Jennifer Trask, ‘Intrinsecus’, 2010, Museum of Arts and Design

Image rights: Photo courtesy of Ed Watkins

About Jennifer Trask

Fascinated by “cabinets of curiosities” like Wunderkammer and the Victorian Curios, Jennifer Trask creates opulent, delicate objects inspired by nature from found materials such as feathers, shells, wood, bone, and antlers. In the tradition of the Dutch Vanitas, her pieces remind us of the ephemeral nature of earthly pleasures and the transience of life. They range from wearable jewelry—such as the Queen Anne’s Lace brooch made from python and rattlesnake ribs and sewing needles, or Apophysis: Acantha a brooch and earrings embedded in an encaustic painting with silver and moonstones, ivory, palladium, and gold and contained in a found frame—to large wall installations such as Intrinsecus (2010), made from a found 19th-century gilded Italian frame, teeth, antlers, bone, and silver and gold leaf. “Stylistically,” she explains, “my work is influenced by the instrumentation and aesthetics of early sciences as well as the actual methodologies of collection and display.”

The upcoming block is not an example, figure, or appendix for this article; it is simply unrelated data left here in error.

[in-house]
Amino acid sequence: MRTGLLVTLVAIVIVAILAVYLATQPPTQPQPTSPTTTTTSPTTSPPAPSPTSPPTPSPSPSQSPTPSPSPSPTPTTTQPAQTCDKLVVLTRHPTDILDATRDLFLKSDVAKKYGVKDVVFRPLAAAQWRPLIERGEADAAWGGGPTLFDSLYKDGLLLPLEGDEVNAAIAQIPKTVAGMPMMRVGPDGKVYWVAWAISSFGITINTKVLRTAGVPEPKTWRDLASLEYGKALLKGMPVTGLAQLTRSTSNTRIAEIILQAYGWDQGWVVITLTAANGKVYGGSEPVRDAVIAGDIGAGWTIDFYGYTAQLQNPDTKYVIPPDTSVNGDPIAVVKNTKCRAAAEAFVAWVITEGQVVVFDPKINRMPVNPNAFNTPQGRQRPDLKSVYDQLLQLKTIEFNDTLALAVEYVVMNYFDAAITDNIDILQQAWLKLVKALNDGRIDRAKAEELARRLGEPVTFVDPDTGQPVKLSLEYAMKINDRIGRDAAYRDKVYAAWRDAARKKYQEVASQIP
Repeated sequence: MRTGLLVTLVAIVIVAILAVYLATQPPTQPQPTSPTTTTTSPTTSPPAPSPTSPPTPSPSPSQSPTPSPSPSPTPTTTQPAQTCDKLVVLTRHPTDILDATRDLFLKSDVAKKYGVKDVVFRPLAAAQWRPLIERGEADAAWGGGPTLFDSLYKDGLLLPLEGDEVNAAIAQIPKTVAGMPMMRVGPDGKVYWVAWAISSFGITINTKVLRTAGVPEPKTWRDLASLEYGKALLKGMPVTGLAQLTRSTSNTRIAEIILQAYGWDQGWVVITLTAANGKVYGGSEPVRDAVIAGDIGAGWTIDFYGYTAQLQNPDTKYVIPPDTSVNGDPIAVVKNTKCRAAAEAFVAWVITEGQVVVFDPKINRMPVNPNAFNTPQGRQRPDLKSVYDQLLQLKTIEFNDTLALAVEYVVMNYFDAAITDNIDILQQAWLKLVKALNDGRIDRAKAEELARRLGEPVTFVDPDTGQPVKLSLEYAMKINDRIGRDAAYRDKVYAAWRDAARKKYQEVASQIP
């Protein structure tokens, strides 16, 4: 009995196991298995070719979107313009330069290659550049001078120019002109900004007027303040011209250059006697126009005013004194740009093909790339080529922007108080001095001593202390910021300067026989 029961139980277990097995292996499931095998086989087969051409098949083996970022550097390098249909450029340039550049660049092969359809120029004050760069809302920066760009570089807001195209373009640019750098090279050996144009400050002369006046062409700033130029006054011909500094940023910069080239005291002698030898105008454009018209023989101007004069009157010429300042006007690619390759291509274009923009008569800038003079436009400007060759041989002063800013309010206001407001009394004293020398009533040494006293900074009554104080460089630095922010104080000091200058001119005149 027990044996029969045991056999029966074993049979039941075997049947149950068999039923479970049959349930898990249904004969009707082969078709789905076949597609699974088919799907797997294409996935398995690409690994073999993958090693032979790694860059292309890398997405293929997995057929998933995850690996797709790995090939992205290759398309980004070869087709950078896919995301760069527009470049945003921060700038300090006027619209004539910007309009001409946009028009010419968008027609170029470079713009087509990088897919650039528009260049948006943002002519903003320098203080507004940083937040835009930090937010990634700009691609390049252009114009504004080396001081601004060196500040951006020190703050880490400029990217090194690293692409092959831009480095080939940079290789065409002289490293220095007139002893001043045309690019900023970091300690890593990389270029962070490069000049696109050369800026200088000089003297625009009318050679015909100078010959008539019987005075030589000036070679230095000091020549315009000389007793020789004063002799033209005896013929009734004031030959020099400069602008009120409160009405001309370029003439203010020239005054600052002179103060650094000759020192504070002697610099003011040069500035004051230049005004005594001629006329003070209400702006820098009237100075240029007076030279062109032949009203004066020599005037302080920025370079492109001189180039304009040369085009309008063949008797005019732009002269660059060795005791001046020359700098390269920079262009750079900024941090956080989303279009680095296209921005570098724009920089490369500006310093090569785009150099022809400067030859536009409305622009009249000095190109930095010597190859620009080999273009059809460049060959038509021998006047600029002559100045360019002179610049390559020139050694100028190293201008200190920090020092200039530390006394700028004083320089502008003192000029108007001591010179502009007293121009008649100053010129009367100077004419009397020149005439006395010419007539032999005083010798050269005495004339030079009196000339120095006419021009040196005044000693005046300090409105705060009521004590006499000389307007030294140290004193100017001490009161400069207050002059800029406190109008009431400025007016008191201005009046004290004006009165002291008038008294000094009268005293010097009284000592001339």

American, b. 1970, Cape Cod, Massachusetts, based in Hudson Valley, New York